The 2022 International Court of Justice election will be held on 4 November 2022 at the United Nations Headquarters in New York City. The General Assembly and the Security Council will concurrently elect a candidate for remainder of the nine-year term of office that had been held by Judge Antônio Cançado Trindade, who died in May, 2022.[1][2]

Three candidates have been nominated by the national groups of the Permanent Court of Arbitration: Professor Marcelo Kohen, from Argentina (nominated by the Argentine national group); Professor Paulo Borba Casella, from Brazil; and Professor Leonardo Nemer Caldeira Brandt, from Brazil (both nominated by the Brazilian national group).

In casual elections produced by the death of a judge, it is expected that the judge will be replaced by a national of a member of the same regional group (but not necessarily from the same country).[3] In this case, the vacancy should be filled by a national of a member of the Latin American and Caribbean Group in the United Nations. Therefore, the election of any of the three nominated candidates (Kohen, Casella, or Nemer) would be in line with the established tradition.

Background

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The International Court of Justice (ICJ), based in The Hague, is one of the principal organs of the United Nations. Also known as the World Court, it adjudicates legal disputes between states, and provides advisory opinions on legal questions submitted by other UN organs or agencies.

The court consists of 15 judges, with five judges elected every three years. In the case of death or other vacancy, a judge is elected for the remainder of the term. Judges are required to be independent and impartial; they may not exercise any political or administrative function, and do not act as a representative of their home state.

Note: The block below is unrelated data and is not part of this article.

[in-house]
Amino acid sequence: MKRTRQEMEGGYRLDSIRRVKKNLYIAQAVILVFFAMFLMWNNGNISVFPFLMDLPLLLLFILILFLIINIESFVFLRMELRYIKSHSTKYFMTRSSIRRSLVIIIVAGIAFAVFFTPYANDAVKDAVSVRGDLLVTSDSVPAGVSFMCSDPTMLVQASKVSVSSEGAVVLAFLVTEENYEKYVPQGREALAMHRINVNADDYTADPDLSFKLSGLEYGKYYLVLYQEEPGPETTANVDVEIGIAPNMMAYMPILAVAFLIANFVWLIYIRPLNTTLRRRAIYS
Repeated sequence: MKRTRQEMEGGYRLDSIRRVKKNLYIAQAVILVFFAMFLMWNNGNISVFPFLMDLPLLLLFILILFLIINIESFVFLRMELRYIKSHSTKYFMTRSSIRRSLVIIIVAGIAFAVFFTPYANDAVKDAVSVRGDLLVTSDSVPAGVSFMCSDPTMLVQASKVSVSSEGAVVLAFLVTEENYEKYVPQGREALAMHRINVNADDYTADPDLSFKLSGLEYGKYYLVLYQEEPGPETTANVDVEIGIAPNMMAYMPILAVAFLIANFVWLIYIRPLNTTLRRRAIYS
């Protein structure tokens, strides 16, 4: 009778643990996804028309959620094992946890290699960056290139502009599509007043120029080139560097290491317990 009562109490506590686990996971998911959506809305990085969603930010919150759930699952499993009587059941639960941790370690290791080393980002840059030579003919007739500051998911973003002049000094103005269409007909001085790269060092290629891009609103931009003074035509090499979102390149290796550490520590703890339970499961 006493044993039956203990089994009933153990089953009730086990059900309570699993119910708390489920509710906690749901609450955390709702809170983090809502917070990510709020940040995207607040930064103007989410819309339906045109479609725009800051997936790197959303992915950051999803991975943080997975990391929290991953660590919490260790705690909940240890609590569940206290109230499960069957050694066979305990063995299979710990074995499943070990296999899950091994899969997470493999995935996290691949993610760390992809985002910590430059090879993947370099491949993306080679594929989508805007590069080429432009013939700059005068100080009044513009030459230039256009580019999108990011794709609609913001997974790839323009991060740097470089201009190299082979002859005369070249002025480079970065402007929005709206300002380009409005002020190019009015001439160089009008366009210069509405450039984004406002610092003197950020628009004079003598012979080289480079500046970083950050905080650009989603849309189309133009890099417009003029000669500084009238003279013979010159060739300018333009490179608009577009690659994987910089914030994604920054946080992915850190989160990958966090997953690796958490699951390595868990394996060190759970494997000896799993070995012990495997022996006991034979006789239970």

Elections of members of the Court are governed by articles 2 through 15 of the Statute of the International Court of Justice.

Election procedure

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The General Assembly and the Security Council proceed, independently of one another, to elect five members of the Court.

To be elected, a candidate must obtain an absolute majority of votes both in the General Assembly and in the Security Council. The words “absolute majority” are interpreted as meaning a majority of all electors, whether or not they vote or are allowed to vote. Thus 97 votes constitute an absolute majority in the General Assembly and 8 votes constitute an absolute majority in the Security Council (with no distinction being made between permanent and non-permanent members of the Security Council).

Candidates

Qualifications and the role of nationality

Article 2 of the Statute of the International Court of Justice provides that judges shall be elected "regardless of their nationality" and must possess "high moral character" as well as "the qualifications required in their respective countries for appointment to the highest judicial offices, or are jurisconsults of recognized competence in international law."

In casual elections called because of the death of a judge, there is a tradition that he will be replaced by a judge from the same region, but not necessarily from the same nationality. In 9 of the 20 causal elections celebrated so far, the successor judge has been of a different nationality of that of his predecessor.[4] In this case, the election of any of the three nominated candidates would respect this tradition, as they are all GRULAC nationals: Marcelo Kohen is an Argentine national, Paulo Borba Casella is a Brazilian national, and Leonardo Nemer Caldeira Brandt is a Brazilian national.

Nomination procedure